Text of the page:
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We Should Call Torture By Its Proper Name

Torture has not been unknown in the late twentieth century, but it has often been very reluctantly or marginally known. As Alan Dershowitz has pointed out, “Torture has been off the agenda of civilized discourse for so many centuries that it is a subject reserved largely for historians rather than contemporary moralists (though it remains a staple of abstract philosophers debating the virtues and vices of absolutism).”(1)

Since 9/11, however, torture is back on several agendas, in practice as well as in moral and legal theory. The unique threats posed by the problem of terrorism certainly raise the issue in a context very different from those with which public officials, jurists, and moralists once used to deal. Except for such surveillance organizations as Amnesty International and Human Rights Watch and the historical work of few scholars like Darius Rejali, there has emerged no common way to account for the resurgence of torture, especially since the end of the Cold War.(2) Dershowitz himself, focusing precisely and exclusively on terrorism, has made a reluctant and controversial case for torture warrants in severely defined instances in order to avoid the surreptitious use (and acompanying spread) of torture throughout legal systems. Not only is torture on new agendas, but it is on them in very novel ways.

One sign of this dilemma is the extraordinarily delayed process by which current practices of torture on the part of American (and other) forces in Afghanistan, Iraq, and elsewhere have been brought to public attention. To be sure, those responsible for torture in these cases have resorted to the usual slough of euphemisms to deflect public attention, but the evidence has been in fairly plain sight for at least two years. In the March 31, 2003 issue of the Nation, Eyal Press noted that protests by both Amnesty International and Human Rights Watch early in 2003 to the Bush administration went both unanswered and generally unnoticed.(3) In October, 2003, John Jay College sponsored a conference on Torture After 9/11 at the Graduate Center of CUNY, which received very little press coverage, although most of the papers, including two by Dershowitz and Richard Posner, were highly topical.

Perhaps characteristically, it was photographs, not text, that have brought the fact of torture brutally to public notice – and to political and public discomfort. Susan Sontag has very recently analyzed this phenomenon in an eloquent article in the New York Times Magazine.(4) In this instance, photographs trumped both euphemisms and professed ignorance, and torture, when it is recorded on film or disk as well as in testimony by those who do it, cannot be simply dismissed as political opposition.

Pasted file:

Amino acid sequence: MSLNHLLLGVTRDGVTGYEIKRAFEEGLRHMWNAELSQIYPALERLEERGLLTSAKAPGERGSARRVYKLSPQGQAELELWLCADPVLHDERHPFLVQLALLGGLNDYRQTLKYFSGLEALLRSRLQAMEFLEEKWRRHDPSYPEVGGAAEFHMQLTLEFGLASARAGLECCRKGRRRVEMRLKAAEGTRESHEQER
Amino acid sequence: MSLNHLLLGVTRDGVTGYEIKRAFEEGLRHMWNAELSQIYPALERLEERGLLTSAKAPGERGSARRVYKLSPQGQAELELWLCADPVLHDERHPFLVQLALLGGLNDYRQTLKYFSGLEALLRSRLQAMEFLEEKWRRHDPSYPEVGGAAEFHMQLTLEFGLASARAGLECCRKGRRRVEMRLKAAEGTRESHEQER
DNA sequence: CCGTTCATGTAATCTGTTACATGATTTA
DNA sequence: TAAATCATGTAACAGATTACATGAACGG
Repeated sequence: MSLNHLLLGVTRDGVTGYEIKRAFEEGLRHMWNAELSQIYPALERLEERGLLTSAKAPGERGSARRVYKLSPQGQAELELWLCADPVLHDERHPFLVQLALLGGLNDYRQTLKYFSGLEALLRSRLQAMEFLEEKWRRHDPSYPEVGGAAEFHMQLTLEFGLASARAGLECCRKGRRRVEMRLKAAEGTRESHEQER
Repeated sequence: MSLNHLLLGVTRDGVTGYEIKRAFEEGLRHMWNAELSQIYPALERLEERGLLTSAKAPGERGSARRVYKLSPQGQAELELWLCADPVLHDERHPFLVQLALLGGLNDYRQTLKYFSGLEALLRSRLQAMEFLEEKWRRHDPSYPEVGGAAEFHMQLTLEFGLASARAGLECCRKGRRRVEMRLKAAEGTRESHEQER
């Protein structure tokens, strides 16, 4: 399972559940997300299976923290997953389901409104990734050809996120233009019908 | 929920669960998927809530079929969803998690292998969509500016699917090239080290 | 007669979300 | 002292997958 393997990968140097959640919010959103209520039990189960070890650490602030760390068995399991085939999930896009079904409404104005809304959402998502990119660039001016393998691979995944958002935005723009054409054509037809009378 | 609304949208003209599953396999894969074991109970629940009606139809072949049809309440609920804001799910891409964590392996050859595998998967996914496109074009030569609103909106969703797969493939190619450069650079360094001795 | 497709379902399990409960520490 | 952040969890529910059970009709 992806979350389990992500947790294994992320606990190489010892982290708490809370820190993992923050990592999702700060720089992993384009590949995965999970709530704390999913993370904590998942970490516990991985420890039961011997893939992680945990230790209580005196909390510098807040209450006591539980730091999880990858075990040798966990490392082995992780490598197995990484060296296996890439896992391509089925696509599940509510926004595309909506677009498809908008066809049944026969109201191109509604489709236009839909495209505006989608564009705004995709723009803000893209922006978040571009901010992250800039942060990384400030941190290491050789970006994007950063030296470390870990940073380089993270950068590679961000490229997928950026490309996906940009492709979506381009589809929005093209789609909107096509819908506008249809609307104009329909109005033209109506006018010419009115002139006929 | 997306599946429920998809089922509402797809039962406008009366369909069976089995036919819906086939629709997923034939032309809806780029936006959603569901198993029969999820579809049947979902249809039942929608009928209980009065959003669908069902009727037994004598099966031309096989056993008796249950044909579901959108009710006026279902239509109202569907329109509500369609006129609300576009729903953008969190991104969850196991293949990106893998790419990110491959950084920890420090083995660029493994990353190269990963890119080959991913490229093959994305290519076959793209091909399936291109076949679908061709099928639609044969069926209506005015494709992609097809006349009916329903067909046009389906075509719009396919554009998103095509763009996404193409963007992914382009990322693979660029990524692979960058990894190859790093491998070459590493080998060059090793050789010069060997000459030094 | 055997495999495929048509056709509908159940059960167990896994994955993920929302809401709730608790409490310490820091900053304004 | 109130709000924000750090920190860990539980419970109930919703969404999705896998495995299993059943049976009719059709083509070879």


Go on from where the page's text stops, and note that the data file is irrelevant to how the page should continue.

The same issue of the Times contained an op-ed piece by Adam Hochschild that condemned both the misleading euphemisms of public authorities, and also the consistency of the forms of torture currently reported with those of older torture regimes. Hochschild’s only historical error was to identify sleep deprivation (currently euphemized as “sleep management”) as a technique, “Widely used in the Middle Ages on suspected witches by inquisitors.”(5) Witches were an Early Modern phenomenon, relatively little pursued by inquisitors, but rather by secular officials. Erroneous history does not strengthen modern cases – the tormentum insomniae was indeed a recognized form of judicial torture (the only kind known to medieval and early modern Europe), and it was clearly torture, as the technical term tormentum indicates; early modern legal officials had no need for euphemisms, since torture was for them a legal incident. But Hochschild and Sontag have finally gotten the word out to a wider public: what is happening is unquestionably torture, and it is being done by Americans and probably by their allies in Iraq and elsewhere. What Donald Rumsfeld refused to address as “the torture word” is there nonetheless, and it cannot be disguised by terms like “abuses.”